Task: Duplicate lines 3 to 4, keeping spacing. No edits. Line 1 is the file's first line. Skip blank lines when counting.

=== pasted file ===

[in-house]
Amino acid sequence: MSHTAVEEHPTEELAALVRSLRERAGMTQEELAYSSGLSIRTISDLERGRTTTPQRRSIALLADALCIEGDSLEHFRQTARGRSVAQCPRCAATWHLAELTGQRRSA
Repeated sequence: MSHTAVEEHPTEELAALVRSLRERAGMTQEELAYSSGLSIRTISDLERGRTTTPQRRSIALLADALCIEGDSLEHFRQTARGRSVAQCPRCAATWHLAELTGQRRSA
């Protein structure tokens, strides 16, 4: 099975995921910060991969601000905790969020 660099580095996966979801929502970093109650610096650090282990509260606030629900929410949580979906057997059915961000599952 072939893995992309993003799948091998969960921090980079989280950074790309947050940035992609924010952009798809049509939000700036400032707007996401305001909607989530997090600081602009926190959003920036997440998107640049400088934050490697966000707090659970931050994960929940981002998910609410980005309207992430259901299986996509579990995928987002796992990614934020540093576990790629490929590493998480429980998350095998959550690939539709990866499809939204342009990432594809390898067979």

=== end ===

Repeated sequence: MSHTAVEEHPTEELAALVRSLRERAGMTQEELAYSSGLSIRTISDLERGRTTTPQRRSIALLADALCIEGDSLEHFRQTARGRSVAQCPRCAATWHLAELTGQRRSA
């Protein structure tokens, strides 16, 4: 099975995921910060991969601000905790969020 660099580095996966979801929502970093109650610096650090282990509260606030629900929410949580979906057997059915961000599952 072939893995992309993003799948091998969960921090980079989280950074790309947050940035992609924010952009798809049509939000700036400032707007996401305001909607989530997090600081602009926190959003920036997440998107640049400088934050490697966000707090659970931050994960929940981002998910609410980005309207992430259901299986996509579990995928987002796992990614934020540093576990790629490929590493998480429980998350095998959550690939539709990866499809939204342009990432594809390898067979």